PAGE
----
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Region 1: EPA New England

Environmental Education Grants Federal Fiscal Year 1992

Connecticut | Maine | Massachusetts | New Hampshire | Rhode Island | Vermont


Connecticut Department of Environmental Protection
Office of Environmental Education
65 Capitol Avenue
Hartford, CT 06106
Contact: Steven Fish

Grant Amount: $24,000

The Connecticut Department of Environmental Protection developed and made available to organizations and schools in the state three versions of a novel computerized environmental education program. The Program, called Healthy Planet/Healthy People, has versions for youth in grades 5-9, a general version for adults, and a condensed version for adults addressing air quality. Participants answer a series of questions relating to environmental issues which are processed by computer equipment at the site to produce individualized responses. A brochure was developed for distribution to schools and organizations, and training manuals were prepared.

Rainbow Recycling, Inc.
44 Judson Avenue
New Haven, CT 06511
Contact: Jake Weinstein

Grant Amount: $5,000

Rainbow Recycling, Inc., and Students United for a Rebirth of Excellence (SURE) focused on a project that introduced ongoing community youth groups to the issue of solid waste reduction through a planned curriculum. The emphasis was on household and neighborhood sources of solid waste, and how these can be eliminated or recycled. Students received training in business skills, recycling, and composting. In particular, they designed, built, and marketed special bins for composting household garbage.

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Cumberland County Soil & Water
Conservation District
381 Main Street, Suite 3
Gorham, ME 04038
Contact: Betty Farley

Grant Amount: $5,000

The District designed a project which developed and disseminated an integrated, goal-oriented, soil and water conservation education curriculum for grades 9-12. This curriculum brought together information from the many agencies and organizations, emphasized local resources, and focused on investigation skills, evaluation skills and citizen action.

Maine Audubon Society
118 U.S. Route One
P.O. Box 6009
Falmouth, ME 04105
Contact: William Hancock

Grant Amount: $4,998

The Maine Audubon Society provided relevant and accessible educational materials and programs to a statewide audience of teachers and concerned community members. The materials and programs included a current collection of wetlands curricula, slide shows, videos, brochures, and posters made available at an environmental center in Maine. More than 5,000 people were educated by this Wetland's Education Project.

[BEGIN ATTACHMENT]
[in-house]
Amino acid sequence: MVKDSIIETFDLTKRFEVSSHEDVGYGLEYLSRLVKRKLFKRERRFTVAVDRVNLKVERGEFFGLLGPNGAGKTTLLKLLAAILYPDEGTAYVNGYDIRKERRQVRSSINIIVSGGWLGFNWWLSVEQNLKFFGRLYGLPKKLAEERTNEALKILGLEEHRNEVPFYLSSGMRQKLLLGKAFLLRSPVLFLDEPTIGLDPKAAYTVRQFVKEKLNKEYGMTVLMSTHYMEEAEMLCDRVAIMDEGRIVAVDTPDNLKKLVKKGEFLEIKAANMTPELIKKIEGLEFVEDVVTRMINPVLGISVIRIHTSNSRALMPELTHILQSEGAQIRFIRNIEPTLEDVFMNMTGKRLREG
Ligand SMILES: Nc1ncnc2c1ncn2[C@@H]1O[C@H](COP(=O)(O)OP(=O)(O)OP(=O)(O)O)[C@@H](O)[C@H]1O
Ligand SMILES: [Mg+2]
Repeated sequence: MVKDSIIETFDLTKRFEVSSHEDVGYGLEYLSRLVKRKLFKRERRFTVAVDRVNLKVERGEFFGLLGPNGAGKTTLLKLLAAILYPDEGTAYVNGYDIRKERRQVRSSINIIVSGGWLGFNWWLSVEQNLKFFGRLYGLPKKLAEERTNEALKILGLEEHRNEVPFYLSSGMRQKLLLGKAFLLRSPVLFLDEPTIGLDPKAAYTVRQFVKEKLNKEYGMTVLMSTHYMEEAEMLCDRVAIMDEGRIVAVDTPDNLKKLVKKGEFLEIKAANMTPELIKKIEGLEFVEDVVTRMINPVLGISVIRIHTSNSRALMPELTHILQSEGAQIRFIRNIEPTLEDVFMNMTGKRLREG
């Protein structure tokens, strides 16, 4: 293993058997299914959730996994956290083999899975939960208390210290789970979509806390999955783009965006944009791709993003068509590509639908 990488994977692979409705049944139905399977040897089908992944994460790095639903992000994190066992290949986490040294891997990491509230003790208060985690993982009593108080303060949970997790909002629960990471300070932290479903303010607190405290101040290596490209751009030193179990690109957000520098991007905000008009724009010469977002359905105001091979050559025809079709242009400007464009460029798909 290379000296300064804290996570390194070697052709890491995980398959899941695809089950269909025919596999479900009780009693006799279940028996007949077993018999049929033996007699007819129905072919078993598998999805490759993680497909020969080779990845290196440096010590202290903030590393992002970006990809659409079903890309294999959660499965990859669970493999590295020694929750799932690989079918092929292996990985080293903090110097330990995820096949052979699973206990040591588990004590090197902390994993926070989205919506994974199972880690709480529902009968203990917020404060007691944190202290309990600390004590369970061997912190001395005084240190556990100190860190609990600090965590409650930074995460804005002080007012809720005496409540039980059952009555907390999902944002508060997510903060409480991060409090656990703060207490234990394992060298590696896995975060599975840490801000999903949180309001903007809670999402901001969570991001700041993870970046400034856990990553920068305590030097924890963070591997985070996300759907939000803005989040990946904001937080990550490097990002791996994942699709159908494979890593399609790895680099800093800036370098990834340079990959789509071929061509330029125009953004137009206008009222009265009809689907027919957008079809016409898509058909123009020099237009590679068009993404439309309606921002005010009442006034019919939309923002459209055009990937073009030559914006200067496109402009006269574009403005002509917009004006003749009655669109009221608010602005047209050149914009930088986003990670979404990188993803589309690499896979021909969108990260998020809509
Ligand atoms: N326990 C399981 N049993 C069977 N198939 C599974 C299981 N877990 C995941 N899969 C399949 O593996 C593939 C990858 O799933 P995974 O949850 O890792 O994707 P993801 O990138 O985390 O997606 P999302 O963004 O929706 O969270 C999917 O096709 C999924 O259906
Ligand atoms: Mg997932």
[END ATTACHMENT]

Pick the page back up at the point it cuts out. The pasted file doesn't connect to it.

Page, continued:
Maine Organic Farmers & Gardeners Association
P.O. Box 2176
Augusta, ME 04338
Contact: Nancy Ross

Grant Amount: $5,000

The "Seed-To-Table Farm Stewardship Exhibition" succeeded in making consumers, farmers, and others aware of the environmental impacts of their food choices. The Exhibit, a portable walk-through display, premiered at the Common Ground Fair, traveled to major agricultural and environmental events across New England, and used models, games, stories, photos, and performers to demonstrate how farming practices damage or protect natural ecosystems. A "Seed-To-Table" curriculum package was sent in advance of the Fair to 200 schools that bring schoolchildren to the event.

Maine Department of Inland Fisheries and Wildlife
Division of Information & Education
284 State St., Station 41
Augusta, ME 04333
Contact: Lisa J. Kane

Grant Amount: $3,750

The Department created a "Wetlands and Wildlife Interpretation Area" at the Fish and Wildlife Center in Gray, ME, to demonstrate ways in which the general public can improve or enhance wetland habitat in order to attract wildlife. Maine prison laborers built a boardwalk and Department staff designed and installed signage for visitors to read as they stroll along the boardwalk. More than 80,000 visitors come annually to the Center.

Saint Joseph's College
Department of Biology
278 Whites Bridge Rd.
Windham, ME 04062-1198
Contact: Dr. Ray P. Gerber

Grant Amount: $5,000

This grant allowed the college to incorporate satellite imagery remote sensing into the curriculum of its environmental science courses. Students applied remote sensing techniques to the analysis of wetlands and studied the potential impact of humans on these habitats. Besides the satellite images, the students used a wide variety of information and both field and laboratory methods in conducting their analyses.

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Commonwealth Zoological Corporation
Franklin Park Zoo
Suffolk County
Boston, MA
Contact: Charles Desmond

Grant Amount: $13,340